Friday, December 22, 2017

Winter afternoons

Emily Dickinson, the first stanza of 320:

We’ve had only two winter afternoons thus far, but I’ve been thinking about this poem and noticing the light over the past few days. Together the poem and the light have made me think of my undergraduate self, walking in the late afternoon on a nearly empty campus in late December, the dead zone between the end of classes and the start of final examinations. I wouldn’t call the slant of light on such an afternoon oppressive. I’d call it melancholy and assertive: pay attention as I, the only sun in the sky, sink. This afternoon there’s no sun, no slant: the sky is merely white, and now turning grey.

Dickinson’s poem sits in a folder in my head with Thomas Hardy’s “The Darkling Thrush” and “Neutral Tones” and Ted Berrigan’s “A Certain Slant of Sunlight.” But I didn’t have that folder as an undergraduate.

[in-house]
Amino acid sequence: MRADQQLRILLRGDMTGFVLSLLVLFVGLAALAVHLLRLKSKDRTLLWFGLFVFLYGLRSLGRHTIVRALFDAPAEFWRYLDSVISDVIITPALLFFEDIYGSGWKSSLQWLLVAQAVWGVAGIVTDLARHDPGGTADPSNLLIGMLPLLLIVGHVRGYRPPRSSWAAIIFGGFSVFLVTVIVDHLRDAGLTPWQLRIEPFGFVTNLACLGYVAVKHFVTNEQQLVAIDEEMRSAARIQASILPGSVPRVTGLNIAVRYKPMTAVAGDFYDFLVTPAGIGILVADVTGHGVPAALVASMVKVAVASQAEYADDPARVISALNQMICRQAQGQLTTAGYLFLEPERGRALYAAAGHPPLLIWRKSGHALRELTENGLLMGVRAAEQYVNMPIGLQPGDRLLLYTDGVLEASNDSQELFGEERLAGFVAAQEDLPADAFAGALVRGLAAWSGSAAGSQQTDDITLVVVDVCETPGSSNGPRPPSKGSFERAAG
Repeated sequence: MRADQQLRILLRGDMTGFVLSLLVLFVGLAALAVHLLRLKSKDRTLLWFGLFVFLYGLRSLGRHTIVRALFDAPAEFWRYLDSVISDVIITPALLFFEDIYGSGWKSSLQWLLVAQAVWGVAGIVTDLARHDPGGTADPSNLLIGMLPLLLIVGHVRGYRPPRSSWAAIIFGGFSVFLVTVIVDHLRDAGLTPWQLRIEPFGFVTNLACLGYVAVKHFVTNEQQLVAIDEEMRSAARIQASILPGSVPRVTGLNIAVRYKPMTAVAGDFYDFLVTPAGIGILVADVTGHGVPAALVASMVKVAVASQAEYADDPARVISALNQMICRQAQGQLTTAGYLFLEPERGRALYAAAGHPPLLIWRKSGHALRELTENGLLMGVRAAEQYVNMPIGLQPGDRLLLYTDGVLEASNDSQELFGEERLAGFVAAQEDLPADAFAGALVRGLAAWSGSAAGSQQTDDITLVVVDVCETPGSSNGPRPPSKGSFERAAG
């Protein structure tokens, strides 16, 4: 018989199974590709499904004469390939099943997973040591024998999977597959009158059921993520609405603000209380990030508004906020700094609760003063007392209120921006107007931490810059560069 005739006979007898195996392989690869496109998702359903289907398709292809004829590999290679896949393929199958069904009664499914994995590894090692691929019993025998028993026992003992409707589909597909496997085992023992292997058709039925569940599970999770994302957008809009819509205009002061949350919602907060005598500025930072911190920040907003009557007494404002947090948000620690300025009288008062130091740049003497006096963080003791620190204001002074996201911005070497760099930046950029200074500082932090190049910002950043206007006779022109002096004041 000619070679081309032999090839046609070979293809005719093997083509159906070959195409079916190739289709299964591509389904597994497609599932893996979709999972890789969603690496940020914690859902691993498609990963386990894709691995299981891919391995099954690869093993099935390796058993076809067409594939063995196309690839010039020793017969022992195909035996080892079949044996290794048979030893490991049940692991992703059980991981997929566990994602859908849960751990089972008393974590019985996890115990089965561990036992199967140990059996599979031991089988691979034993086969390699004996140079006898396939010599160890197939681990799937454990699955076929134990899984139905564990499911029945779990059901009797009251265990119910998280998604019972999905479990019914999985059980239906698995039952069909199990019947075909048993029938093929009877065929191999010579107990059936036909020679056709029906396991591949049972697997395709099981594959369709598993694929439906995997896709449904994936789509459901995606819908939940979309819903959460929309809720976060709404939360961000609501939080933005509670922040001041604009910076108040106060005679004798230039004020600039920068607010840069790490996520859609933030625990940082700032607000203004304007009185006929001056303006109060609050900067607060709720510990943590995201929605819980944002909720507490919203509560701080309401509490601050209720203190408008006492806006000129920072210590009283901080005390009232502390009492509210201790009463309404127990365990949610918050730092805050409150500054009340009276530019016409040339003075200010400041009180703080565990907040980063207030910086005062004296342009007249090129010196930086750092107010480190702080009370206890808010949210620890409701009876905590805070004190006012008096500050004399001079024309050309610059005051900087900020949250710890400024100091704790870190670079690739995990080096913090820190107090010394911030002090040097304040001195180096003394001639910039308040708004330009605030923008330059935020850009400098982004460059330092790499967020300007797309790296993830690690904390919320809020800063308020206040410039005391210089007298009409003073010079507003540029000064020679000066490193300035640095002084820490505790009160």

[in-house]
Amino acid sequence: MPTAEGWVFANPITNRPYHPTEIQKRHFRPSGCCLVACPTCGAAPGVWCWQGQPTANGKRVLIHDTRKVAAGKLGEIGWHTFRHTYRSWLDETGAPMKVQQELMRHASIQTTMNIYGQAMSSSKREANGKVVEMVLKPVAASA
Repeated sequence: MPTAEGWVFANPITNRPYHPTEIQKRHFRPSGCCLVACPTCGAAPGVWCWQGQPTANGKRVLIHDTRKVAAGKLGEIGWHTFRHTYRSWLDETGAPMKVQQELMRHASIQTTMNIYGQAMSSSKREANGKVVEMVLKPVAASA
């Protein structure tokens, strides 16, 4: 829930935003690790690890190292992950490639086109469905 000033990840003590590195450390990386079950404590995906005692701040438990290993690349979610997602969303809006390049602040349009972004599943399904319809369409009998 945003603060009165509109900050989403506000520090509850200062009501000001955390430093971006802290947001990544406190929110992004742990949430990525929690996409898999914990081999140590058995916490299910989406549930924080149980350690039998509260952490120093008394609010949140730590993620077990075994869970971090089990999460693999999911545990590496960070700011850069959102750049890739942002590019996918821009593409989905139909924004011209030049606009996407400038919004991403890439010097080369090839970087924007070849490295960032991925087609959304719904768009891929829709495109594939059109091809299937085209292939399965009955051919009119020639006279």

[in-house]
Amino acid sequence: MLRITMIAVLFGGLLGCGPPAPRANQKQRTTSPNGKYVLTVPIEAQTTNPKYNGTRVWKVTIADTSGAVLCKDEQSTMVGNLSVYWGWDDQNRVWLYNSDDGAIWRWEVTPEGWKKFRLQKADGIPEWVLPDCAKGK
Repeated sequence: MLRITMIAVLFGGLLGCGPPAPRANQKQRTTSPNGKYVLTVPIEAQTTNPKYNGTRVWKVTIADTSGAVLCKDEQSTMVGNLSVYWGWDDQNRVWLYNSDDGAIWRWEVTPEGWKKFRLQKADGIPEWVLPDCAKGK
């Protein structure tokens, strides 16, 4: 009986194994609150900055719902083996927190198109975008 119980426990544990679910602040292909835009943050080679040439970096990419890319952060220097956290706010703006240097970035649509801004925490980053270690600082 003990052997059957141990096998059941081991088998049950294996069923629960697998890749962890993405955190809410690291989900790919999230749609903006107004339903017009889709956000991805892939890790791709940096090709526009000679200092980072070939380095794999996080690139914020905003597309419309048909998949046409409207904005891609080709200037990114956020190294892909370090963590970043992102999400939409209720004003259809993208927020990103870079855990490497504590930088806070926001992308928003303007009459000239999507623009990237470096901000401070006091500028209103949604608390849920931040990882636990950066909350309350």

Related reading
All OCA Dickinson posts (Pinboard)

comments: 2

Chris said...

Today it was overcast and when I went out at around 3:30 to try and take some pictures the light was already too grim. It seemed like a winter day in the Arctic. I wouldn't call it oppressive, but it was definitely bleak. We need to set some bonfires.

Michael Leddy said...

I’m turning on every lamp in the house and lighting a candle.